MELISSA BLOCK, host: You're listening to ALL THINGS CONSIDERED from NPR News. Military working dogs were in the spotlight after the killing of Osama bin Laden because a dog was part of the Navy SEALs' mission. We have a story now on what happens when those dogs' service days are over. In the past, they were euthanized. Now, as Gloria Hillard explains, the Department of Defense allows for a more hopeful future.
GLORIA HILLARD: Sitting on a folding chair overlooking Camp Pendleton's K-9 training field, Marine Corporal Daniel Cornier is sharing stories about Chaak, the dog he deployed with to Afghanistan.
Corporal DANIEL CORNIER: It's like a friendship, you know what I mean? It's...
HILLARD: His words are somewhat halting.
CORNIER: He is pretty trustworthy. I can trust him and - pretty much trust him with my life.
HILLARD: You see, Chaak is a bomb-detecting dog and walked in front of Cornier every step before his Marine.
CORNIER: I spent almost three years with him, you know? And you get really attached to him, you know? You just don't want to let go.
HILLARD: Military working dogs often serve multiple deployments with different handlers. It's called giving up the leash. That's what Staff Sergeant Michael Harris did after his deployment with a German shepherd named Axel in 2006.
(SOUNDBITE OF DOGS BARKING)
Staff Sergeant MICHAEL HARRIS: What's up, buddy?
(SOUNDBITE OF DOGS BARKING)
HILLARD: At the sight of Harris, Axel, now 8 years old, spins in a couple circles and then presses his body against the bars of the kennel, all the while not taking his eyes off the tall Marine.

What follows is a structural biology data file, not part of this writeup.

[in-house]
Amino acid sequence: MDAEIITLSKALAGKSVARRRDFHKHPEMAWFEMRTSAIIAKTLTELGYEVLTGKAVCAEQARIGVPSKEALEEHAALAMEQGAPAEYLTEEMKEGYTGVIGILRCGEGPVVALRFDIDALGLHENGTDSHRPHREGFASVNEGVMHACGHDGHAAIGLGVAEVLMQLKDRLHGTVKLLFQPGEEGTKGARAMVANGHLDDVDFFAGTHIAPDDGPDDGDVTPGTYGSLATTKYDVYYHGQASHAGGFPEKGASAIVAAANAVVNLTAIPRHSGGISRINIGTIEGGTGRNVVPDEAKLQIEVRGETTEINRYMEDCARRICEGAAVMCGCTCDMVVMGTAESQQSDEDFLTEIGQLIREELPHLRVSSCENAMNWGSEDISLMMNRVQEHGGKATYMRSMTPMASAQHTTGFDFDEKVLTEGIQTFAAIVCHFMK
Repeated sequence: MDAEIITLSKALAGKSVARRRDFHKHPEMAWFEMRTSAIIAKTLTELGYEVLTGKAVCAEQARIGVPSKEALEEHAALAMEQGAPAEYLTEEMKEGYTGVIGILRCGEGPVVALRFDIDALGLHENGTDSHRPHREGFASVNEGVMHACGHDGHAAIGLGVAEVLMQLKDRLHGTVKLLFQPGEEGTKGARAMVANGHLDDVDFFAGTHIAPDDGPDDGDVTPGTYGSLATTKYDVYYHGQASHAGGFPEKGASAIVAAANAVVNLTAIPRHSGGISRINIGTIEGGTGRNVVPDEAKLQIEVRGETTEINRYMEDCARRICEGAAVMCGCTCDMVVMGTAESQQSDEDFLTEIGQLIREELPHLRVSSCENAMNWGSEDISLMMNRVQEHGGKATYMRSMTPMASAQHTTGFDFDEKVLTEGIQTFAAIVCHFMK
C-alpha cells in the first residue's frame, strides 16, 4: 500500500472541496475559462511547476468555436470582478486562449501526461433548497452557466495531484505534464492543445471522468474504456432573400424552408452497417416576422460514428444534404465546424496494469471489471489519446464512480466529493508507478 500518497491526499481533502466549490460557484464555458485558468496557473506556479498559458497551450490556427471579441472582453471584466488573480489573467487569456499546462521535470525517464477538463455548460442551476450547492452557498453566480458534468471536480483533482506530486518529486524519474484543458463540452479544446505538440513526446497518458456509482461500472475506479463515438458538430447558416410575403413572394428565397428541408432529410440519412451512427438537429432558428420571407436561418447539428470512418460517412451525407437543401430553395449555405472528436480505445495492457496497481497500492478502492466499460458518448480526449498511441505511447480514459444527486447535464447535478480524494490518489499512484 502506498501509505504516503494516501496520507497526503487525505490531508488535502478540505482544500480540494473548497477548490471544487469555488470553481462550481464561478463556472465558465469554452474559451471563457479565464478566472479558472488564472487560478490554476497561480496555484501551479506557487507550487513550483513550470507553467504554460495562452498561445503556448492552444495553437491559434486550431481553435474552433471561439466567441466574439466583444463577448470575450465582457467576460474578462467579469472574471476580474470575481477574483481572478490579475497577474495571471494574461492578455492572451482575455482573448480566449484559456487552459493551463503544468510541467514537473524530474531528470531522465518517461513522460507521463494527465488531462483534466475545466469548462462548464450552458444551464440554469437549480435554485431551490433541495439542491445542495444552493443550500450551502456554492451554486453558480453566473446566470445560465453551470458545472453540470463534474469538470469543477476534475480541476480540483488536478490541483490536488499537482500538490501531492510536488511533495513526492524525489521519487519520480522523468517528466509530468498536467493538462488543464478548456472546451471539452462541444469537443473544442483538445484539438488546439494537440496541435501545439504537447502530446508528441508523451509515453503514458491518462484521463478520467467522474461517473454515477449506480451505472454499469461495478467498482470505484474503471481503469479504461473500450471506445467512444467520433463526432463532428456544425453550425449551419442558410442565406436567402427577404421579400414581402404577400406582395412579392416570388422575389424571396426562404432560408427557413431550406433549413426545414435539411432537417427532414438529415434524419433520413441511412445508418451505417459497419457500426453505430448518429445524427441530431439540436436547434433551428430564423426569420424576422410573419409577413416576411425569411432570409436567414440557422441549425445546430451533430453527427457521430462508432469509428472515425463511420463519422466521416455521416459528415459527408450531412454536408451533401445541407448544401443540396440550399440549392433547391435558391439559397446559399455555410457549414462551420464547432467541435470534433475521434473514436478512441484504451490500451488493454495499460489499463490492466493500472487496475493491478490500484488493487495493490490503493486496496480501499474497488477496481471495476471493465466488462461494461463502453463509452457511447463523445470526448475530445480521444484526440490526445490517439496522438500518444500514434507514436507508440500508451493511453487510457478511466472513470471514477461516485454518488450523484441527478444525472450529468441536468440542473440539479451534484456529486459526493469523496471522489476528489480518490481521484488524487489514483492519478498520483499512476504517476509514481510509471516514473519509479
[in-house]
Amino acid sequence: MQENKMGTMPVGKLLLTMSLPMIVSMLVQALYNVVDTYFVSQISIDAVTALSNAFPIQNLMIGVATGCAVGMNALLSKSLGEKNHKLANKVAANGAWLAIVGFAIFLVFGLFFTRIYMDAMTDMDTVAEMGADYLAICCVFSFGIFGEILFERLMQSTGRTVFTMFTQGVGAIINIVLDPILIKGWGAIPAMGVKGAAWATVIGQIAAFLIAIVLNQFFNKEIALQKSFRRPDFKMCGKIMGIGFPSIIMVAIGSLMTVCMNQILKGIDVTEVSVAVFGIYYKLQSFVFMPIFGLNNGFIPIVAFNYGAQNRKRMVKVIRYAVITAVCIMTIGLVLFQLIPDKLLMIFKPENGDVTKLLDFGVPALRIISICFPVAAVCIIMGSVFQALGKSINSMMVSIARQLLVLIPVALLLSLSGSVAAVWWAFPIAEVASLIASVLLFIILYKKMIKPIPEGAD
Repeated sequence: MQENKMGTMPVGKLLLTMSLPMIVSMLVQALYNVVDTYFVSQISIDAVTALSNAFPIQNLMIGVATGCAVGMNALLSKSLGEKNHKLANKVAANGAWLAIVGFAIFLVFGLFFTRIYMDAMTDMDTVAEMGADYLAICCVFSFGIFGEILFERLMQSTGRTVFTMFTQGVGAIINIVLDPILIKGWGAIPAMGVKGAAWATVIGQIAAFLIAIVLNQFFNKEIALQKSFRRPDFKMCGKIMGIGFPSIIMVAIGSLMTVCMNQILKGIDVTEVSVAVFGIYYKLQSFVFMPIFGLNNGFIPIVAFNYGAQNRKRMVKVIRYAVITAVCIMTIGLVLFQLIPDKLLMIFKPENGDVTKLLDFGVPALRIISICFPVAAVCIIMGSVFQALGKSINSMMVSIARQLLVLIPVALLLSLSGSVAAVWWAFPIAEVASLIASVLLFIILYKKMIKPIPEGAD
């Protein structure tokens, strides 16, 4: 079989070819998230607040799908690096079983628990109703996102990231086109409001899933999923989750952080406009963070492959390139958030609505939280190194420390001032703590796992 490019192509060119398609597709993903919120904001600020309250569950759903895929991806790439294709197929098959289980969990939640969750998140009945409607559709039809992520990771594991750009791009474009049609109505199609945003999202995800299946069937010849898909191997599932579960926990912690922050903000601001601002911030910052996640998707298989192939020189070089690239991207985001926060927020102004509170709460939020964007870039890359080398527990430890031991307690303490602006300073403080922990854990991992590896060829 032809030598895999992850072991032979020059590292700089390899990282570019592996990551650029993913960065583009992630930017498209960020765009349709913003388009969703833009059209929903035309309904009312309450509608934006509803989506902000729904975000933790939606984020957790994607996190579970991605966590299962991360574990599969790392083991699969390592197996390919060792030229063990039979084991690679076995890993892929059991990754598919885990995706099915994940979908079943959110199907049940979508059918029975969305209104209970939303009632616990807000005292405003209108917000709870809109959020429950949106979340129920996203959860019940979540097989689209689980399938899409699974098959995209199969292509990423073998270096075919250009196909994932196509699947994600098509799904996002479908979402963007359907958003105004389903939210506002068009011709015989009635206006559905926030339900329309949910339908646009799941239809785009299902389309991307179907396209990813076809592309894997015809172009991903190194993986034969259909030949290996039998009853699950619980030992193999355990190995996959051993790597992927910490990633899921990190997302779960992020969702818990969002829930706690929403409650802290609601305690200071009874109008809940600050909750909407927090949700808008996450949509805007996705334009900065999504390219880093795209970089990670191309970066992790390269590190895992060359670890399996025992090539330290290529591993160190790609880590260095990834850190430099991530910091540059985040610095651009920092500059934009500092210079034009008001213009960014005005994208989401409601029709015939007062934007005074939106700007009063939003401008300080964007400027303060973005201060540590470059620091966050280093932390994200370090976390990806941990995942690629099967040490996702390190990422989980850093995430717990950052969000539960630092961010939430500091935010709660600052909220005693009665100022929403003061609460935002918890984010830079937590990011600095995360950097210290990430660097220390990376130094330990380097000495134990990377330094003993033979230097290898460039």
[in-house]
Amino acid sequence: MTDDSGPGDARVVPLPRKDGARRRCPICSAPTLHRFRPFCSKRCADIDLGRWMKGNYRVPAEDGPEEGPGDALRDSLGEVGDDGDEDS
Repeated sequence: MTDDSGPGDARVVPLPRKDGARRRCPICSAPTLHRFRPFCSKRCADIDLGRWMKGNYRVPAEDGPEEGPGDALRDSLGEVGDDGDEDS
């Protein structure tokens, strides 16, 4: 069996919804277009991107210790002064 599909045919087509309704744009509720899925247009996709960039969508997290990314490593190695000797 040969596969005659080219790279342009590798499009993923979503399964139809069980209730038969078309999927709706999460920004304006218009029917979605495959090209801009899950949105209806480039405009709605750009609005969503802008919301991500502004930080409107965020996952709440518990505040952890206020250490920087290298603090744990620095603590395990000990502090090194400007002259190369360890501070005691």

HARRIS: I mean, there's always going to be a bond with me and this dog just because of the time that we've spent and everything that we've seen and seen through each other's eyes, and all the accomplishments that me and him both have had together.
HILLARD: After the dog's assignment with Staff Sergeant Harris, Axel served an additional two deployments. Now, his combat days are over. Harris says he's had conversations with Axel's current handler about adopting the dog.
HARRIS: If for any reason he can't, then I would try and make some kind of arrangements to adopt him.
HILLARD: The adoption priority process is to first use the dog as a training aid for other handlers. Second in line would be law enforcement agencies and then families who have lost a loved one in combat, followed by former handlers and then the general public.
Rocky, a 10-year-old German shepherd with a gray muzzle, will need a special home.
HARRIS: He's definitely seen some tough times. Ain't that right, Rocky?
HILLARD: Staff Sergeant Harris says Rocky has seen three combat deployments and has lost the use of his hind legs.
HARRIS: He's a really good dog. So he will make a great pet for someone in the household and to have that drive to still want to play and live out the rest of his life and hopefully have a happy life.
HILLARD: To assist his chances for adoption, Rocky is getting outfitted with a dog wheelchair today.
HARRIS: You know, it's a little cord that attaches here, but we can find it. It still needs a little adjusting.
HILLARD: It didn't take long for the four-legged veteran to get the hang of it.
HARRIS: Now, he can actually get around and move and stuff.
(SOUNDBITE OF DOG BARKING)
HILLARD: In a short time, Rocky is chasing his favorite ball as four Marines, including Corporal Cornier, watch proudly. And this is the time to finish the story of what happened to Cornier's bomb-sniffing dog Chaak. The day before this interview, the long-awaited adoption went through. The Marine brought Chaak home.
CORNIER: I'd say he's doing pretty well. I mean, he slept for, like, 10 hours yesterday. He ate - gave him a big old steak - and that was his day. He's out.
HILLARD: Corporal Cornier will be redeployed later this year. He's already talked to his mom in Florida.
CORNIER: She has a big, giant backyard, and, you know, she'll spoil him rotten.
HILLARD: She's promised her son she'll take good care of Chaak until he comes home. For NPR News, I'm Gloria Hillard.
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